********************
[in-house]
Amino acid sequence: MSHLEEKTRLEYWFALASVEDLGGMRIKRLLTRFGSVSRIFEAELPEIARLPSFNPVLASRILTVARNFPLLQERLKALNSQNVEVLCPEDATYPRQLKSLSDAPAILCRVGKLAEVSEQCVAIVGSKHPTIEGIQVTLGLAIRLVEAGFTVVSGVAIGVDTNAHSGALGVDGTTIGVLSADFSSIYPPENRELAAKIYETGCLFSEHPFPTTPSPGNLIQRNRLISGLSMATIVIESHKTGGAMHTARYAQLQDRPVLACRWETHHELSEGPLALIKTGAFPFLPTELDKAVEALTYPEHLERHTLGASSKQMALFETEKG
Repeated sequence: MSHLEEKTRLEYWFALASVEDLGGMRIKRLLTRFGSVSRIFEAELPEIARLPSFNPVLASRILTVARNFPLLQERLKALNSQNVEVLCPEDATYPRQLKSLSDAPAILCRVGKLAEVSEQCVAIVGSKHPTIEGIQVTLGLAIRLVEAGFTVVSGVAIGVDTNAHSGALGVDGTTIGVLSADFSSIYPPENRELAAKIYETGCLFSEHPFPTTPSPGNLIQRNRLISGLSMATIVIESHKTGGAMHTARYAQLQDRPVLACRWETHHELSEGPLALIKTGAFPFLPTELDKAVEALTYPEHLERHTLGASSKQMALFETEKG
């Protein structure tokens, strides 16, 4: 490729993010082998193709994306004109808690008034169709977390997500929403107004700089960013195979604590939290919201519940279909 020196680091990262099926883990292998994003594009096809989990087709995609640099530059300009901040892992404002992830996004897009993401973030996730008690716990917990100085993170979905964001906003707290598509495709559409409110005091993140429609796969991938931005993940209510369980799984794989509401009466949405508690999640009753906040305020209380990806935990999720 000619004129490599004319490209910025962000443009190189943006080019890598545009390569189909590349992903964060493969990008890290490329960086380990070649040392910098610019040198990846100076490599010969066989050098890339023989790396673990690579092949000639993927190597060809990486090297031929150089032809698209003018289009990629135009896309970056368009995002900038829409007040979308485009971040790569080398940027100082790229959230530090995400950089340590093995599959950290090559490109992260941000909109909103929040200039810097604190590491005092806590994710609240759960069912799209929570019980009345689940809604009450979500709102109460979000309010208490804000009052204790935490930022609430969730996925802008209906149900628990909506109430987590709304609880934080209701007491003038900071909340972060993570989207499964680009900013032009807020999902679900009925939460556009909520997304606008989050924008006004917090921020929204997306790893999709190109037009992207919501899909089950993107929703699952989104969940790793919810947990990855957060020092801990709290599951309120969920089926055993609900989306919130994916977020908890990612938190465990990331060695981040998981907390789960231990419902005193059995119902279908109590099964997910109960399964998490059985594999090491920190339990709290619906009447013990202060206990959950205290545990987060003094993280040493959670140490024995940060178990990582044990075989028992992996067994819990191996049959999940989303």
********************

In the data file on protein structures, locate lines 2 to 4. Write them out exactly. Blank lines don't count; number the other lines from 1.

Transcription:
Amino acid sequence: MSHLEEKTRLEYWFALASVEDLGGMRIKRLLTRFGSVSRIFEAELPEIARLPSFNPVLASRILTVARNFPLLQERLKALNSQNVEVLCPEDATYPRQLKSLSDAPAILCRVGKLAEVSEQCVAIVGSKHPTIEGIQVTLGLAIRLVEAGFTVVSGVAIGVDTNAHSGALGVDGTTIGVLSADFSSIYPPENRELAAKIYETGCLFSEHPFPTTPSPGNLIQRNRLISGLSMATIVIESHKTGGAMHTARYAQLQDRPVLACRWETHHELSEGPLALIKTGAFPFLPTELDKAVEALTYPEHLERHTLGASSKQMALFETEKG
Repeated sequence: MSHLEEKTRLEYWFALASVEDLGGMRIKRLLTRFGSVSRIFEAELPEIARLPSFNPVLASRILTVARNFPLLQERLKALNSQNVEVLCPEDATYPRQLKSLSDAPAILCRVGKLAEVSEQCVAIVGSKHPTIEGIQVTLGLAIRLVEAGFTVVSGVAIGVDTNAHSGALGVDGTTIGVLSADFSSIYPPENRELAAKIYETGCLFSEHPFPTTPSPGNLIQRNRLISGLSMATIVIESHKTGGAMHTARYAQLQDRPVLACRWETHHELSEGPLALIKTGAFPFLPTELDKAVEALTYPEHLERHTLGASSKQMALFETEKG
């Protein structure tokens, strides 16, 4: 490729993010082998193709994306004109808690008034169709977390997500929403107004700089960013195979604590939290919201519940279909 020196680091990262099926883990292998994003594009096809989990087709995609640099530059300009901040892992404002992830996004897009993401973030996730008690716990917990100085993170979905964001906003707290598509495709559409409110005091993140429609796969991938931005993940209510369980799984794989509401009466949405508690999640009753906040305020209380990806935990999720 000619004129490599004319490209910025962000443009190189943006080019890598545009390569189909590349992903964060493969990008890290490329960086380990070649040392910098610019040198990846100076490599010969066989050098890339023989790396673990690579092949000639993927190597060809990486090297031929150089032809698209003018289009990629135009896309970056368009995002900038829409007040979308485009971040790569080398940027100082790229959230530090995400950089340590093995599959950290090559490109992260941000909109909103929040200039810097604190590491005092806590994710609240759960069912799209929570019980009345689940809604009450979500709102109460979000309010208490804000009052204790935490930022609430969730996925802008209906149900628990909506109430987590709304609880934080209701007491003038900071909340972060993570989207499964680009900013032009807020999902679900009925939460556009909520997304606008989050924008006004917090921020929204997306790893999709190109037009992207919501899909089950993107929703699952989104969940790793919810947990990855957060020092801990709290599951309120969920089926055993609900989306919130994916977020908890990612938190465990990331060695981040998981907390789960231990419902005193059995119902279908109590099964997910109960399964998490059985594999090491920190339990709290619906009447013990202060206990959950205290545990987060003094993280040493959670140490024995940060178990990582044990075989028992992996067994819990191996049959999940989303």